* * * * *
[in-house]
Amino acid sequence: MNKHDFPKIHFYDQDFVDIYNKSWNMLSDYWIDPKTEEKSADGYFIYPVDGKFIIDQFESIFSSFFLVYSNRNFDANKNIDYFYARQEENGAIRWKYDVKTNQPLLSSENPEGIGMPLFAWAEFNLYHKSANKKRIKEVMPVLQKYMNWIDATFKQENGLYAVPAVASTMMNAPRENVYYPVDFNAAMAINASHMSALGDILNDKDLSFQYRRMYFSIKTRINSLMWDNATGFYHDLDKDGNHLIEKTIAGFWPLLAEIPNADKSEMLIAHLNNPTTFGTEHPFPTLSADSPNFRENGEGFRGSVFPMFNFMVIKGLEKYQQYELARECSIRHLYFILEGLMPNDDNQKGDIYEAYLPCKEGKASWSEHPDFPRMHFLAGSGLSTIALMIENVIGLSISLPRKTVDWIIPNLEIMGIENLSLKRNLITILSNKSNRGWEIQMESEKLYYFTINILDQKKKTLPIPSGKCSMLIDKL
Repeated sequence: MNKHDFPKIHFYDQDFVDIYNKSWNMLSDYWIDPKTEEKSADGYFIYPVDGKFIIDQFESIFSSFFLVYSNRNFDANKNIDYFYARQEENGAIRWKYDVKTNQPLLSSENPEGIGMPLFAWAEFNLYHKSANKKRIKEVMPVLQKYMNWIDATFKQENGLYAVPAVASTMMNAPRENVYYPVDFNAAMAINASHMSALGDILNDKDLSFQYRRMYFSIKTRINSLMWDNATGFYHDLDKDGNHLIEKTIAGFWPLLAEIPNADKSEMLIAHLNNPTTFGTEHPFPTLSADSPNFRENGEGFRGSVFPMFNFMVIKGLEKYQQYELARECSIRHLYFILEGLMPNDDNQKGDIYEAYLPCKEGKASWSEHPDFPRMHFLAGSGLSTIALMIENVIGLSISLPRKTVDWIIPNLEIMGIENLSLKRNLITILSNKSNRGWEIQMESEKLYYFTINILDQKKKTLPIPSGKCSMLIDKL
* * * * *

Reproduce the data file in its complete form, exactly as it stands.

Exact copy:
[in-house]
Amino acid sequence: MNKHDFPKIHFYDQDFVDIYNKSWNMLSDYWIDPKTEEKSADGYFIYPVDGKFIIDQFESIFSSFFLVYSNRNFDANKNIDYFYARQEENGAIRWKYDVKTNQPLLSSENPEGIGMPLFAWAEFNLYHKSANKKRIKEVMPVLQKYMNWIDATFKQENGLYAVPAVASTMMNAPRENVYYPVDFNAAMAINASHMSALGDILNDKDLSFQYRRMYFSIKTRINSLMWDNATGFYHDLDKDGNHLIEKTIAGFWPLLAEIPNADKSEMLIAHLNNPTTFGTEHPFPTLSADSPNFRENGEGFRGSVFPMFNFMVIKGLEKYQQYELARECSIRHLYFILEGLMPNDDNQKGDIYEAYLPCKEGKASWSEHPDFPRMHFLAGSGLSTIALMIENVIGLSISLPRKTVDWIIPNLEIMGIENLSLKRNLITILSNKSNRGWEIQMESEKLYYFTINILDQKKKTLPIPSGKCSMLIDKL
Repeated sequence: MNKHDFPKIHFYDQDFVDIYNKSWNMLSDYWIDPKTEEKSADGYFIYPVDGKFIIDQFESIFSSFFLVYSNRNFDANKNIDYFYARQEENGAIRWKYDVKTNQPLLSSENPEGIGMPLFAWAEFNLYHKSANKKRIKEVMPVLQKYMNWIDATFKQENGLYAVPAVASTMMNAPRENVYYPVDFNAAMAINASHMSALGDILNDKDLSFQYRRMYFSIKTRINSLMWDNATGFYHDLDKDGNHLIEKTIAGFWPLLAEIPNADKSEMLIAHLNNPTTFGTEHPFPTLSADSPNFRENGEGFRGSVFPMFNFMVIKGLEKYQQYELARECSIRHLYFILEGLMPNDDNQKGDIYEAYLPCKEGKASWSEHPDFPRMHFLAGSGLSTIALMIENVIGLSISLPRKTVDWIIPNLEIMGIENLSLKRNLITILSNKSNRGWEIQMESEKLYYFTINILDQKKKTLPIPSGKCSMLIDKL